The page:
**REAL TALK DISCLAIMER: The following article is strictly a think-piece. Any attempts from intolerant trolls to disparage the following analysis as hate speech or otherwise will not be entertained. This space is for critical thinking and uncomfortable topics will be indulged.
I’ve been witnessing a major split of reactions amongst the liberal-minded over the death of Fidel Castro.
On one side I’m seeing celebrations because to them a totalitarian* dictator has finally died (peacefully in his home at age 90), and their argument is that he was evil because many Cubans died, were exiled, and were denied basic freedoms under his regime. Other tamer arguments are that he was a poor leader because his economy fluctuated from ruin to stabilization.
On the other side of this argument (worth noting: from primarily Black and Brown people) Castro was the hero who destroyed the myth of the invincibility of the white oppressor1. Nelson Mandela – who was considered a terrorist to America until 2008 (and did you know they also played a role in his 1962 arrest that lead to his life-imprisonment sentence?) – traveled to Cuba in 1991 to thank Fidel Castro and the Cuban people collectively for their direct support in the fight against apartheid. Mandela said this in a speech:
“We have come here today recognizing our great debt to the Cuban people. What other country has such a history of selfless behavior as Cuba has shown for the people of Africa? How many countries benefit from Cuban health care professionals and educators? How many of these volunteers are now in Africa? What country has ever needed help from Cuba and has not received it? How many countries threatened by imperialism or fighting for their freedom have been able to count on the support of Cuba?”2
From my perspective as a black woman of Jamaican descent, Fidel Castro shall be celebrated for his commitment to liberation across the diaspora, from the Caribbean to Latin America to Africa. I could say also to America, but Cuban aide in the wake of Hurricane Katrina was flat-out denied. Still, Cuba offered political asylum to Black American revolutionaries like Assata Shakur (even after the U.S. increased the bounty on her head to $2 million) as well as free medical school to low-income Blacks. Particularly as an American, I am well-taught on Castro’s wrongdoings. But it would be too one-dimensional of me to subscribe to the status quo’s unwavering condemnation of him.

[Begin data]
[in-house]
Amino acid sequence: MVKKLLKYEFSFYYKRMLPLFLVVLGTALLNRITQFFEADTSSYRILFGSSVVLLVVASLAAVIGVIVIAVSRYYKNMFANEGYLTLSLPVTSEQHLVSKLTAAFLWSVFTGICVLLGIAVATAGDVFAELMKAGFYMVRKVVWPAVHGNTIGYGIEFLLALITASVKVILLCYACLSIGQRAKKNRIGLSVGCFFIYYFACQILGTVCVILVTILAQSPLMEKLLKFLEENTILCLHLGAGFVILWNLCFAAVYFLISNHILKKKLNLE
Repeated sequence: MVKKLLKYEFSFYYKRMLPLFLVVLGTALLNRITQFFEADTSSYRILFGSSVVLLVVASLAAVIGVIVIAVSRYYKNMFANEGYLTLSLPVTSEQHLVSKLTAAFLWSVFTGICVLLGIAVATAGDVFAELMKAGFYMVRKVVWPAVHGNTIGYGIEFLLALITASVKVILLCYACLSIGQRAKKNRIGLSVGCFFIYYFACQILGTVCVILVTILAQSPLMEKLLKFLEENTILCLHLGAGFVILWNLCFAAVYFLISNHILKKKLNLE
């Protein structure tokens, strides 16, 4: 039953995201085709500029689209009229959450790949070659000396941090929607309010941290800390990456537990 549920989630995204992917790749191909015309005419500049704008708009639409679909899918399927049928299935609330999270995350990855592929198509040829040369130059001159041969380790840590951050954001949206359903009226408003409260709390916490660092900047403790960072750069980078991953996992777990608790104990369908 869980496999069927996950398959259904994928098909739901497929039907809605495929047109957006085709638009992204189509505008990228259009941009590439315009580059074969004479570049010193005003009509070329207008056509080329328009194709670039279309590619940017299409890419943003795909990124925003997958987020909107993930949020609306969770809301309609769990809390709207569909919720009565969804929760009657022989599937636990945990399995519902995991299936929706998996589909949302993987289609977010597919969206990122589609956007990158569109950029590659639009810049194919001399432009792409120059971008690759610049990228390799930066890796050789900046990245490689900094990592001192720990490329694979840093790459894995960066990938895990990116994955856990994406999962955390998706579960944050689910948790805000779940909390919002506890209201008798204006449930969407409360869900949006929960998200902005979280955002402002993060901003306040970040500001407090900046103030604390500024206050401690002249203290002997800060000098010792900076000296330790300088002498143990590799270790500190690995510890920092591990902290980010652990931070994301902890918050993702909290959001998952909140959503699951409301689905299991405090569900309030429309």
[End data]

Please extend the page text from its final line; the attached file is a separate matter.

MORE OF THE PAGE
I’ve wondered why his accomplishments were commonly dismissed whenever people would defend the narrative that Castro was simply a vicious tyrant. I bristle at the careless usage of buzzwords like authoritarian, totalitarian, fascist, socialist, communist, dictator, and tyrant when discussing him as if these words are all somehow synonymous. It’s a lazy attempt to debate a narrative rooted in misinformation. The sudden resurgence of Castro’s contrasting ideologies felt like the enlightenment that I needed to navigate through these disheartening times…
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*Totalitarian regimes stay in political power through an all-encompassing propaganda campaign that is disseminated through the state-controlled mass media, a single party that is often marked by political repression, personality cultism, control over the economy, regulation and restriction of speech, mass surveillance, and widespread use of terror. The difference between authoritarian and totalitarian regimes is that the term “authoritarian regime” denotes a state in which the single power holder – an individual “dictator”, a committee or a junta or an otherwise small group of political elite – monopolizes political power. (Source: Wikipedia)
1 Nelson Mandela, “Castro Opens National Moncada Barracks Ceremony” – From Castro Speech Database: http://bit.ly/2fDvwzC
2 If you really want to sip on some woke tea, you can read the whole speech here. Mandela cites some of the African nations Cuba aided in their conflicts – such as Angola that was under attack by forces financed by the CIA.